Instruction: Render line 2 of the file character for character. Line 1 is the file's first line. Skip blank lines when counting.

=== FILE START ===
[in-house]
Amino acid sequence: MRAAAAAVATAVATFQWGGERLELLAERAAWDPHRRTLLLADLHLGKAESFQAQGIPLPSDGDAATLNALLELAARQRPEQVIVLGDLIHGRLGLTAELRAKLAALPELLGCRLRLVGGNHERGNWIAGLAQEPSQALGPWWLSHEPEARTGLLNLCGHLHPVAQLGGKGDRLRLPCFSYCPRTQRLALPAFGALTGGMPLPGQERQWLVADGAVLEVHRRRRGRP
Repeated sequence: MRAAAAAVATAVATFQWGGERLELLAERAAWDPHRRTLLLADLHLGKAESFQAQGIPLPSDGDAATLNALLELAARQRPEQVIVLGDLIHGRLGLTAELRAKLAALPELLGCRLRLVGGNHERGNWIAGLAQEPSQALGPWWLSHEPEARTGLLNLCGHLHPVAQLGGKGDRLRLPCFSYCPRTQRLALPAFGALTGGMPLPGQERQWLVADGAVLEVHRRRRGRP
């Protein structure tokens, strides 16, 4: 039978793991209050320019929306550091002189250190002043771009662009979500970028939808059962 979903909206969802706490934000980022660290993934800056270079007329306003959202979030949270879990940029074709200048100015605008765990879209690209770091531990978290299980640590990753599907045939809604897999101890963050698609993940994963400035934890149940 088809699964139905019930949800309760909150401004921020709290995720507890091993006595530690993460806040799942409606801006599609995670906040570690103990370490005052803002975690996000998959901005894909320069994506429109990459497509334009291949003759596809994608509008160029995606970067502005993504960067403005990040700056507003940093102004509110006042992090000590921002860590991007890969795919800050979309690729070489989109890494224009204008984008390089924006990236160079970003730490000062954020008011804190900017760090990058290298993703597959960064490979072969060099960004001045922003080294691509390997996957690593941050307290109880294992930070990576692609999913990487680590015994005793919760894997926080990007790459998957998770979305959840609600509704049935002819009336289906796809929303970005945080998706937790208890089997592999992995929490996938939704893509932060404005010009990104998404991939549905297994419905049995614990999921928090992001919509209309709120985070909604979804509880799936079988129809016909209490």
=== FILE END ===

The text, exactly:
Amino acid sequence: MRAAAAAVATAVATFQWGGERLELLAERAAWDPHRRTLLLADLHLGKAESFQAQGIPLPSDGDAATLNALLELAARQRPEQVIVLGDLIHGRLGLTAELRAKLAALPELLGCRLRLVGGNHERGNWIAGLAQEPSQALGPWWLSHEPEARTGLLNLCGHLHPVAQLGGKGDRLRLPCFSYCPRTQRLALPAFGALTGGMPLPGQERQWLVADGAVLEVHRRRRGRP